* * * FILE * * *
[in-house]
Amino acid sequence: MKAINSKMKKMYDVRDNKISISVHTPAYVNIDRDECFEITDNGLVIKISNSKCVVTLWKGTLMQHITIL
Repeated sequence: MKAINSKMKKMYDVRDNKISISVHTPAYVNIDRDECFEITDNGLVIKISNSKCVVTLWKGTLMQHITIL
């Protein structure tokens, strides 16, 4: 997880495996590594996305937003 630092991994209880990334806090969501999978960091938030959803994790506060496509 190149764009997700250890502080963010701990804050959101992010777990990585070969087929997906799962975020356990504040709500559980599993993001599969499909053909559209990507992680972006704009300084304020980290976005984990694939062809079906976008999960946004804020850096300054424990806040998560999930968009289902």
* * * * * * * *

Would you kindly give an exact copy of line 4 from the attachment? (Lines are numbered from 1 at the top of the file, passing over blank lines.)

């Protein structure tokens, strides 16, 4: 997880495996590594996305937003 630092991994209880990334806090969501999978960091938030959803994790506060496509 190149764009997700250890502080963010701990804050959101992010777990990585070969087929997906799962975020356990504040709500559980599993993001599969499909053909559209990507992680972006704009300084304020980290976005984990694939062809079906976008999960946004804020850096300054424990806040998560999930968009289902």